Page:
14. 14. <ul><li>Gliding joints: sliding and twisting movements </li></ul><ul><li>Ex: wrist and ankle; knee; elbow. </li></ul>Types of Synovial Joints (Fig. 8.9)
  15. 15. <ul><li>Hinge joint: movement in one plane like a door hinge </li></ul><ul><li>Ex: elbow (humerus/ ulna) </li></ul>Types of Synovial Joints (Fig. 8.9)
  16. 16. <ul><li>Pivot joint: rotation around a central axis </li></ul><ul><li>Ex: atlas/ axis joint </li></ul>Types of Synovial Joints (Fig. 8.9)
  17. 17. <ul><li>Saddle joint: movements in two planes </li></ul><ul><li>Ex: thumb </li></ul><ul><li>(carpals/ metacarpals) </li></ul>Types of Synovial Joints (Fig. 8.9)
  18. 18. <ul><li>Flexion/Extension: elbow, knee </li></ul><ul><li>Hyperextension: hand at wrist </li></ul><ul><li>Dorsiflexion/Plantar flexion: foot at ankle </li></ul><ul><li>Abduction/adduction: limbs away and toward trunk midline </li></ul><ul><li>Rotation: moving a part around an axis, maximally at 90 o </li></ul><ul><li>Circumduction: moving a part in a 360 o circle that is anchored in a ball-and-socket joint </li></ul><ul><li>Supination/Pronation: “thumbs up” so that palm faces anterioly; “thumbs down” so that palm faces posteriorly </li></ul><ul><li>Eversion/Inversion: sole faces laterally outward and periphally v. sole faces laterally inward and medially </li></ul>Joint Movements (textbook, p. 261)
  19. 19. Joint Movements (Fig. 8.10) <ul><li>Flexion: bending at a joint decreasing the angle, Ex: bending the lower leg at the knee </li></ul><ul><li>Extension: straightening a joint increasing the angle, Ex: straightening the leg at the knee </li></ul>
  20. 20. <ul><li>Hyper-extension: excess extension beyond anatomical position </li></ul><ul><li>Ex : bending </li></ul><ul><li>the head back </li></ul>Joint Movements (Fig. 8.10)
  21. 21. <ul><li>Dorsiflexion: bending the foot upward at the ankle </li></ul><ul><li>Plantar flexion: bending the foot downward at the ankle </li></ul>Joint Movements (Fig. 8.10)
  22. 22. <ul><li>Abduction: moving a part away from midline, Ex: lifting the arm at the shoulder </li></ul><ul><li>Adduction: moving a part toward midline, Ex: lowering the arm at the shoulder </li></ul>Joint Movements (Fig. 8.10)
  23. 23. <ul><li>Rotation: moving a part around an axis, ex: twisting the head from side to side </li></ul><ul><li>Circumduction: moving a part so the end moves in a circular path, ex: moving the finger in a circle without moving the hand </li></ul>Joint Movements (Fig. 8.11)
  24. 24. <ul><li>Supination: turning the palm upward </li></ul><ul><li>Pronation: turning the palm downward </li></ul>Joint Movements (Fig. 8.11)
  25. 25. <ul><li>Eversion: turning the foot so the sole faces laterally </li></ul><ul><li>Inversion: turning the foot so the sole faces medially </li></ul><ul><li>Protraction: moving a part forward </li></ul>Joint Movements (Fig. 8.12)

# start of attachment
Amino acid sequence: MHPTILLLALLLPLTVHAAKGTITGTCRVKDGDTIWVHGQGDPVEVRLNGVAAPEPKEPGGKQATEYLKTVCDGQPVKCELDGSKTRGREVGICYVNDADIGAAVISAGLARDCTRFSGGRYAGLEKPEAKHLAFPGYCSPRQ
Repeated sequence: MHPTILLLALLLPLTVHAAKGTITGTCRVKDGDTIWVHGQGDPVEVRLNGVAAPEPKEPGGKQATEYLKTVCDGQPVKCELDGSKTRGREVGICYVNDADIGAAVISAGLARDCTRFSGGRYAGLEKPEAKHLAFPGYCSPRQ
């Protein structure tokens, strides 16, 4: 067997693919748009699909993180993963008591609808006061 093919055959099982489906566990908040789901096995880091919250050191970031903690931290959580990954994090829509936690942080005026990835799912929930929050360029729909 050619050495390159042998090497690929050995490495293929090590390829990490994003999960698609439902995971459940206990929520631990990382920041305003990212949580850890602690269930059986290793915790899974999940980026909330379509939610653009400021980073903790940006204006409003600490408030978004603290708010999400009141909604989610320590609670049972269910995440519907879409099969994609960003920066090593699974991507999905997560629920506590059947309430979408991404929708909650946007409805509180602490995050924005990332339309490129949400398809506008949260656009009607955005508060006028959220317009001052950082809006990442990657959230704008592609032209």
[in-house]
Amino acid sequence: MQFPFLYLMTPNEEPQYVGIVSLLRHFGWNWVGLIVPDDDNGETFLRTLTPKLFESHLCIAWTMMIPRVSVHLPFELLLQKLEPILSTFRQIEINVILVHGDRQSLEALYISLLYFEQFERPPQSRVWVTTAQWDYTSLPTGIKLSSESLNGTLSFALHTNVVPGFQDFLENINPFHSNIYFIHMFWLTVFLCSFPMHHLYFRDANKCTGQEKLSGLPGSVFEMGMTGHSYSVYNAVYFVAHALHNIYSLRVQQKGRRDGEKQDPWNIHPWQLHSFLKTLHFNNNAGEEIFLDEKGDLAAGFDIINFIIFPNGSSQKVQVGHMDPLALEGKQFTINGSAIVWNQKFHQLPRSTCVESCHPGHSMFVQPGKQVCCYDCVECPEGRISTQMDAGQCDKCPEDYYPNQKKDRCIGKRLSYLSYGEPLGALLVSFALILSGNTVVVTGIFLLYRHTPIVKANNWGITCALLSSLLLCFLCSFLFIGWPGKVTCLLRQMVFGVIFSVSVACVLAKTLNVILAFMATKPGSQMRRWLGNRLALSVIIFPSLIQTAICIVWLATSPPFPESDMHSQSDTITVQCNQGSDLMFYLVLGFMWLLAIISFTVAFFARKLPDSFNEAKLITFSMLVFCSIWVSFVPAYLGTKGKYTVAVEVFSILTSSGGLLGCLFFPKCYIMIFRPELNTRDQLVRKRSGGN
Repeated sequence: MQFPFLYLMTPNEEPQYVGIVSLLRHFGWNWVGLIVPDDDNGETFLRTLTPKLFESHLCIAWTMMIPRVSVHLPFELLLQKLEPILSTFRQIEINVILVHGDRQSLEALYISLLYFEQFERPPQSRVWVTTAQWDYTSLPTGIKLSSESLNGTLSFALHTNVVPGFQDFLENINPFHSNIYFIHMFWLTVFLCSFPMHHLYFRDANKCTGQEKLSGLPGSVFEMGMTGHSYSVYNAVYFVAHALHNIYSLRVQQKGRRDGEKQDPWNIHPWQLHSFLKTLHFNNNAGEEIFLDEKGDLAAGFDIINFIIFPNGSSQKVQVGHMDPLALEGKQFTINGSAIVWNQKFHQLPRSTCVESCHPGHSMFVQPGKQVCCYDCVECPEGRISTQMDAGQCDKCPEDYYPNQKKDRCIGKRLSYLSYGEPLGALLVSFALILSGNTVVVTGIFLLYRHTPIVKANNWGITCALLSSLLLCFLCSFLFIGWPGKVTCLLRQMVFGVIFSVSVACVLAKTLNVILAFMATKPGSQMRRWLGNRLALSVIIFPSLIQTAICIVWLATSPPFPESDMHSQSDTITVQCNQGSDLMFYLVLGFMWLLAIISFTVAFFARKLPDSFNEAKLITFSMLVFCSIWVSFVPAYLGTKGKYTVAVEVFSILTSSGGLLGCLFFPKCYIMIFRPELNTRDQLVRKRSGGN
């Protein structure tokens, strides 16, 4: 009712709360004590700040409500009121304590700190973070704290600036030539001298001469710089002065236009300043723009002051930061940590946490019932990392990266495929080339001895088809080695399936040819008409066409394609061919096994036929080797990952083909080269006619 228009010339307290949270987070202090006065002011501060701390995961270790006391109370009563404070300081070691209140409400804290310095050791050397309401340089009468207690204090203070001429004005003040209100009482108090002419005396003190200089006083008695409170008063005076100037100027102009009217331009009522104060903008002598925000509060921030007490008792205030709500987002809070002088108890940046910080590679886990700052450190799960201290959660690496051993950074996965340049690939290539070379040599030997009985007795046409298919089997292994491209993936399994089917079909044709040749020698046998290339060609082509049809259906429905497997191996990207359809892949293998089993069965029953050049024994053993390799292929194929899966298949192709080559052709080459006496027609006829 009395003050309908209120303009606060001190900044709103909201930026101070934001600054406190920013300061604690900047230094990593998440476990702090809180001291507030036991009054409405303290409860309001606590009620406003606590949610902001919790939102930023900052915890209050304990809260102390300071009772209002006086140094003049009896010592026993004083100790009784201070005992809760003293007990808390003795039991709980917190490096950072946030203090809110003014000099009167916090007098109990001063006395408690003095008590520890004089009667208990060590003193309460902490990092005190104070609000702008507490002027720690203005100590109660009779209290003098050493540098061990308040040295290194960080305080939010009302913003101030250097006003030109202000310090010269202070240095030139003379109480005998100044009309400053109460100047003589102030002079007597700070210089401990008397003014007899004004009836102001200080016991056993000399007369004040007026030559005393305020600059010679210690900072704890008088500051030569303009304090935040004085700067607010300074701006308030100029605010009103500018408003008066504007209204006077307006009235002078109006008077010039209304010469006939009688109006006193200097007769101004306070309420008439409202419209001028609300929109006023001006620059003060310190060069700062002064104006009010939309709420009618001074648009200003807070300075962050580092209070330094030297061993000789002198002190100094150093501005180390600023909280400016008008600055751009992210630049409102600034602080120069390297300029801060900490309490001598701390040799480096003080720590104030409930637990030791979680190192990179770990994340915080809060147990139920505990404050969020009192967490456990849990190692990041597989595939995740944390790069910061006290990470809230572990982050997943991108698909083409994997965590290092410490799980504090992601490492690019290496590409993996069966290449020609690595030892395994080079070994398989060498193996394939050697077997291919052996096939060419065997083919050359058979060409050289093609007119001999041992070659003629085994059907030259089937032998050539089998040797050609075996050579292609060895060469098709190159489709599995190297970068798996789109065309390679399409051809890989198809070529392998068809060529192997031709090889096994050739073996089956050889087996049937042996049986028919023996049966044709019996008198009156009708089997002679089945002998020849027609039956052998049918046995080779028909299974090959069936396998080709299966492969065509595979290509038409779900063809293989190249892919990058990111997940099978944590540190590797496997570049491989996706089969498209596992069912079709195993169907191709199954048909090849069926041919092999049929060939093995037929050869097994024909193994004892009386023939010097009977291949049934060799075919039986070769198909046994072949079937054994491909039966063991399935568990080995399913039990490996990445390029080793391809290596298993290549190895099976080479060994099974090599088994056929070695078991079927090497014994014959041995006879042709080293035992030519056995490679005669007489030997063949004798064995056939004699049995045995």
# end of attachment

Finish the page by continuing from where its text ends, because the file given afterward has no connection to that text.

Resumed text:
26. 26. Examples of Synovial Joints <ul><li>Ball and socket joint - rounded head of the humerus and the glenoid cavity of the scapula; the joint capsule is loose; muscles and tendons reinforce the joint. </li></ul><ul><li>Wide range of movements - flexion, extension, abduction, adduction, rotation, and circumduction </li></ul><ul><li>Ligaments - coracohumeral, glenohumeral, transverse humeral, and glenoid labrum </li></ul><ul><li>Bursae - subscapular, subdeltoid, subacromial, subcorocoid </li></ul>Shoulder Joint
  27. 27. Figure 8.14
  28. 28. Figure 8.14b
  29. 29. Elbow Joint <ul><li>The elbow joint includes two articulations. </li></ul><ul><li>Hinge joint between the troclea of the humerus and the trochlear notch of the ulna. </li></ul><ul><li>Gliding joint between the capitulum of the humerus and a fovea on the radius head. </li></ul><ul><li>Movements include flexion and extension between the humerus and ulna. The radius allows rotation and supination of the hand. </li></ul><ul><li>Ligaments include the ulnar collateral and the radial collateral ligament. </li></ul>
  30. 30. Figure 8.16
  31. 31. Figure 8.16b
  32. 32. Hip Joint <ul><li>Ball and socket joint consisting of the head of the femur and the acetabulum of the coxal bones; muscles surround the joint capsule </li></ul><ul><li>Movements: flexion, extension, abduction, adduction, rotation, and circumduction </li></ul><ul><li>Ligaments: iliofemoral, pubofemoral, ischiofemoral ligaments </li></ul>
  33. 33. Figure 8.19b
  34. 34. Figure 8.19
  35. 35. Knee Joint <ul><li>Most complex synovial joint: it consists of the medial and lateral condyles at the proximal end of the tibia; the femur articulates with the patella. </li></ul><ul><li>The joint capsule is thin and strengthened by muscles and tendons . </li></ul><ul><li>Ligaments : patella, oblique popliteal,arcuate popliteal, tibial collateral, fibular collateral ligament strengthen the joint capsule. </li></ul><ul><li>Cruciate ligaments prevent displacement of articulating surfaces. </li></ul><ul><li>Two fibrocartilaginous menisci separate the articulating surfaces. </li></ul>
  36. 36. Figure 8.21a
  37. 37. Figure 8.21b
  38. 38. Life-Span Changes <ul><li>Joint stiffness occurs due to a change in collagen structure with age. </li></ul><ul><li>Synovial joints become infiltrated with fibrous material and cartilage; they stiffen and loose elasticity over a lifetime. </li></ul>Figure 8.B - Clin. Appl. 8.2
  39. 39. Life-Span Changes (Fig. 8.22) <ul><li>Synchondroses disappear over time as part of skeletal growth and development. </li></ul><ul><li>Symphysis joints may lose water. Flexibility may decrease . </li></ul>